Wow, as I walked into my mom’s rehab room yesterday – she pointed to me and said to the aid behind her, “I don’t like her – she put me here.” Mind you, she is in one of the best rehab centers she could be in post stroke and one that is sometimes difficult to get admitted into. So, of course the rational part of me wanted to tell her how lucky she was to be in this place. But, the emotional part of me was crushed (however I kept my cool).
What I said was, “Have you been working hard today”? “Are you tired?” And, I said that with a smile. She said she wasn’t tired but I discovered in the next hour that she had participated in two therapy sessions and a neuropsychological evaluation. I know from my 27 years working with clients, when someone doesn’t do well on those tests they really feel bad about themselves (they are often aware they didn’t answer questions correctly) and can project that anger onto family members or medical providers. The results of these tests help families make sound decisions because they reveal functional capacity in the realm of self-care, judgment, memory and safety.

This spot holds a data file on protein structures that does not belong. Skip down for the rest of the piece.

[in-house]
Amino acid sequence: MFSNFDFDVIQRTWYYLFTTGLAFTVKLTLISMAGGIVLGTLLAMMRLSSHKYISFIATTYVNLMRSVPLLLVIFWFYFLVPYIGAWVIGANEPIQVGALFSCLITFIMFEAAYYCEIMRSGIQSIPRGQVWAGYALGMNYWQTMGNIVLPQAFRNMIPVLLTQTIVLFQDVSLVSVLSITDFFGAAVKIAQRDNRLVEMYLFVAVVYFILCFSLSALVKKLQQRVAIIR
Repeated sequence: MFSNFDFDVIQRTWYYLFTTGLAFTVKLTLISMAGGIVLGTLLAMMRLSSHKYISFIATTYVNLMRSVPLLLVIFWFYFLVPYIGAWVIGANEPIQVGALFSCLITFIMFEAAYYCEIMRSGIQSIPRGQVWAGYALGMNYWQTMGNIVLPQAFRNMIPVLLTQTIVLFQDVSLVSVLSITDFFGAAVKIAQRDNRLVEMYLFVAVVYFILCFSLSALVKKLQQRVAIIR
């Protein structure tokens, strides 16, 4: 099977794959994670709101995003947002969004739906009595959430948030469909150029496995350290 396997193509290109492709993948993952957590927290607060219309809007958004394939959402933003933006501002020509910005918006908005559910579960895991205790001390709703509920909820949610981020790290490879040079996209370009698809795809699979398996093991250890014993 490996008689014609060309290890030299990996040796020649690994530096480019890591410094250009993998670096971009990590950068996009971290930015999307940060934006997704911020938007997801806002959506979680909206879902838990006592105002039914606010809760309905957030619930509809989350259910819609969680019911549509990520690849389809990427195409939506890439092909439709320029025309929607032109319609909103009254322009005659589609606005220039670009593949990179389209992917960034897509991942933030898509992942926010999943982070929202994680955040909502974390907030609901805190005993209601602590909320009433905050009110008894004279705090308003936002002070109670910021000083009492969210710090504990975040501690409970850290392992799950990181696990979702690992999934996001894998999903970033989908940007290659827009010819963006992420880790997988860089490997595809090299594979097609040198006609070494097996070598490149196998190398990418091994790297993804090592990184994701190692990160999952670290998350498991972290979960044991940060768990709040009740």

I also found out from the young, caring physical therapist that she was angry in the morning and asking who put her in the unit and he (rightly) said, “Your daughter”. True as that is, logically and/or legally, I told him in the future if someone asks that question, always first say, “It was the stroke, accident, surgery – whatever the reason is for the therapy and not the daughter, son, spouse or friend.” He thanked me for that little lesson – hope he remembers for your parent!
I talked briefly with the neuropsychologist who told me her memory, insight and safety awareness were greatly affected by her stroke. And even thought she might have another 10 days in the rehab unit. My family, but primarily me, will need to explore placement options.
My mom didn’t like me because I arranged for the best rehab, how much will she like me or even love me when I find her an assisted living environment? The move will mean giving up a home in an urban setting and moving 30 miles to be closer to one of my brothers and me. It will also mean leaving her connections to two senior programs and the small church she has been active in for over 70 years.
I am going to have to resource the “spiritual” side of my soul to walk this tightrope because my clinical skills and love for my mother will not be enough